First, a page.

Researchers at the University of Maryland have developed new digital rights management technology that they claim will help organisations better protect multimedia content from unauthorised copying and distribution.
The technology works by embedding a unique ID or "fingerprint" on individual copies of multimedia content. The tool features special codes designed to withstand so-called collusion attacks that occur when multiple users conspire to electronically steal and distribute copyrighted material, said Ray Liu, professor of electrical and computer engineering at the University of Maryland's Clark School.
In such attacks, copyrighted material, such as an unreleased movie, might be stolen and pieced together from multiple copies in an attempt to dilute or erase the original digital identities associated with each copy, said Liu.
"If you can find 100 people to collude together, you can reduce the fingerprint by 100 times, and nobody will be able to identify" the source of a particular leak or copyright infringement, he said.
The digital fingerprint code developed by the University of Maryland is designed specifically to resist such attempts at dilution and allows content owners to trace sources better than with other digital rights management technologies, said researcher Min Wu, an assistant professor at the school.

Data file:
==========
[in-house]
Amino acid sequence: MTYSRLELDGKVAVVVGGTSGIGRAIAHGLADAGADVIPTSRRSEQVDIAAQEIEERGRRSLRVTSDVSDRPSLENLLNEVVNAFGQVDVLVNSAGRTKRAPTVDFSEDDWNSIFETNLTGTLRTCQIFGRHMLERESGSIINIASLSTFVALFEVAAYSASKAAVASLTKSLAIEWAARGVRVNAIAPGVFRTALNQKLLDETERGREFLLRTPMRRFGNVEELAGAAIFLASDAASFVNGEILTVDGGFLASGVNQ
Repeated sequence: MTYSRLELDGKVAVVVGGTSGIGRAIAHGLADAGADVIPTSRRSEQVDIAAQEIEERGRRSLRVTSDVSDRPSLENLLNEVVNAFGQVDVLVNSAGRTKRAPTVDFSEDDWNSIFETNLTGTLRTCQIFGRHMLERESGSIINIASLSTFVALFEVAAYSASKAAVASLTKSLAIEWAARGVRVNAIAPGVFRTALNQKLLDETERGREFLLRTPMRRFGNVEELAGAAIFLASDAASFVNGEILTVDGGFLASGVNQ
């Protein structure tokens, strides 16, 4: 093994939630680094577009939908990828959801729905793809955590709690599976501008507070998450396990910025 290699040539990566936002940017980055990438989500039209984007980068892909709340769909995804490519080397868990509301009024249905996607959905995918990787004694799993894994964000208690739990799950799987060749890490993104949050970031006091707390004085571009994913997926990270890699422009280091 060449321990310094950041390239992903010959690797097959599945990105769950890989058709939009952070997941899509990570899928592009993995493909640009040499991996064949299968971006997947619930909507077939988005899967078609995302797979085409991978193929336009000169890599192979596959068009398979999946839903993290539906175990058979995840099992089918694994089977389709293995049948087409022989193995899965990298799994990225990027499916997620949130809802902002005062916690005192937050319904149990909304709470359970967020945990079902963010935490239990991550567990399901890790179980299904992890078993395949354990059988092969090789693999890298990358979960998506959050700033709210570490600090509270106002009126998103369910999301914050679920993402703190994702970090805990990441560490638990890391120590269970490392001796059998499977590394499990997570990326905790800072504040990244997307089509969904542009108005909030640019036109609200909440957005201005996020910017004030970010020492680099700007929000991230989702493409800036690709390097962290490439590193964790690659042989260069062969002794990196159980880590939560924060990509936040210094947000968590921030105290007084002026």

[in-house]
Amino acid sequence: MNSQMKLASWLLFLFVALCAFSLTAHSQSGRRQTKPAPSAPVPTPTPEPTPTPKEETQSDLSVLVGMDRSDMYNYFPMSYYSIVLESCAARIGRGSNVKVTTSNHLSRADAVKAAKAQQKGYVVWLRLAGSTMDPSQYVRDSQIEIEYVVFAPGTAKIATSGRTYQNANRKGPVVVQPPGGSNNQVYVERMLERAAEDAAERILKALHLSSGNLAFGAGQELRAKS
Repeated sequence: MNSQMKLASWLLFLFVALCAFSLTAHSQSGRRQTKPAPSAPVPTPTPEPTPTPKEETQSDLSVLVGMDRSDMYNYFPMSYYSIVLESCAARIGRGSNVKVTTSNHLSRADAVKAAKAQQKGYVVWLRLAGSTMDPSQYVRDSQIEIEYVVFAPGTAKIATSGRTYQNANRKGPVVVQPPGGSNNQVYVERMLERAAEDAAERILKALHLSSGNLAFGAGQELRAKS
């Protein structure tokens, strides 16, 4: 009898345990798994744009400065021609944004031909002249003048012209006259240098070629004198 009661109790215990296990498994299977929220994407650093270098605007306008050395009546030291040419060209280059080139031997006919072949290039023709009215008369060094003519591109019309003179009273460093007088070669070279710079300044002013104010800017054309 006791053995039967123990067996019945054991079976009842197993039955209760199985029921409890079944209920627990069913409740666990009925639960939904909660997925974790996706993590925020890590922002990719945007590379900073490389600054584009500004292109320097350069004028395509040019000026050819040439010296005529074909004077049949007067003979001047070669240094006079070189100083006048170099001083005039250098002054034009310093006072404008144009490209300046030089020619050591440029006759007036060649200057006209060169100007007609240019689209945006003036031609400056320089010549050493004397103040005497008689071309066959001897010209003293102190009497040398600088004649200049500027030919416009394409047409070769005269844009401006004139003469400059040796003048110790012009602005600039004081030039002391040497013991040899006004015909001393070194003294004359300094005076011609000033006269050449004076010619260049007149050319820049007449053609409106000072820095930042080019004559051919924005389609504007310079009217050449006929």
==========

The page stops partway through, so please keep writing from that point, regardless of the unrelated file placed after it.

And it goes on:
"A lot of the existing technology cannot really reduce the effects of collusion," she said. "If multiple users generate one version, we can tell you all those who contributed to it."
The digital fingerprints can be applied to images, video, audio and documents such as digital maps, according to the researchers. It can even be used to protect live multicasts such as pay-per-view events.
Several companies – including Sony BMG – have already expressed interest in the technology, Liu said.
"Sony is very interested in this and has donated over $120,000" toward equipment for a multimedia lab, Liu said. Others that have expressed interest include Hollywood studios and the US Department of Defense, he said.